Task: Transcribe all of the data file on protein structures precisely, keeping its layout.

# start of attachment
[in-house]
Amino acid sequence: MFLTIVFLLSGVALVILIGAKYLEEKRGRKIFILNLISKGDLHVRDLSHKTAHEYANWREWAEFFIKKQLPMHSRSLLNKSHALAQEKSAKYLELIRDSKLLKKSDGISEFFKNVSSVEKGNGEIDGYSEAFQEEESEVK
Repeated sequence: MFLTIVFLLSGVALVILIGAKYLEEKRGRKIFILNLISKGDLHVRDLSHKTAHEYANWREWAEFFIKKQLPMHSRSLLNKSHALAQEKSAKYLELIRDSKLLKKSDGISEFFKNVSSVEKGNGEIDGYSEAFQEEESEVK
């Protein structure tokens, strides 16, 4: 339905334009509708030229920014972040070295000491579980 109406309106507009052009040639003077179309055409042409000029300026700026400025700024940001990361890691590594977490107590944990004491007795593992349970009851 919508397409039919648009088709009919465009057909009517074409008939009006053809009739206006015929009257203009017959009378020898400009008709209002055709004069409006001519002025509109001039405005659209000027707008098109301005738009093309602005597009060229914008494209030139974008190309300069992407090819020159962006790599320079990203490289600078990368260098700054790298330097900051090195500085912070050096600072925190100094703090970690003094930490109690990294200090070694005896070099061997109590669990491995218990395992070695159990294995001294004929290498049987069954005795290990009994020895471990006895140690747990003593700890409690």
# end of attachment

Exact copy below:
[in-house]
Amino acid sequence: MFLTIVFLLSGVALVILIGAKYLEEKRGRKIFILNLISKGDLHVRDLSHKTAHEYANWREWAEFFIKKQLPMHSRSLLNKSHALAQEKSAKYLELIRDSKLLKKSDGISEFFKNVSSVEKGNGEIDGYSEAFQEEESEVK
Repeated sequence: MFLTIVFLLSGVALVILIGAKYLEEKRGRKIFILNLISKGDLHVRDLSHKTAHEYANWREWAEFFIKKQLPMHSRSLLNKSHALAQEKSAKYLELIRDSKLLKKSDGISEFFKNVSSVEKGNGEIDGYSEAFQEEESEVK
């Protein structure tokens, strides 16, 4: 339905334009509708030229920014972040070295000491579980 109406309106507009052009040639003077179309055409042409000029300026700026400025700024940001990361890691590594977490107590944990004491007795593992349970009851 919508397409039919648009088709009919465009057909009517074409008939009006053809009739206006015929009257203009017959009378020898400009008709209002055709004069409006001519002025509109001039405005659209000027707008098109301005738009093309602005597009060229914008494209030139974008190309300069992407090819020159962006790599320079990203490289600078990368260098700054790298330097900051090195500085912070050096600072925190100094703090970690003094930490109690990294200090070694005896070099061997109590669990491995218990395992070695159990294995001294004929290498049987069954005795290990009994020895471990006895140690747990003593700890409690």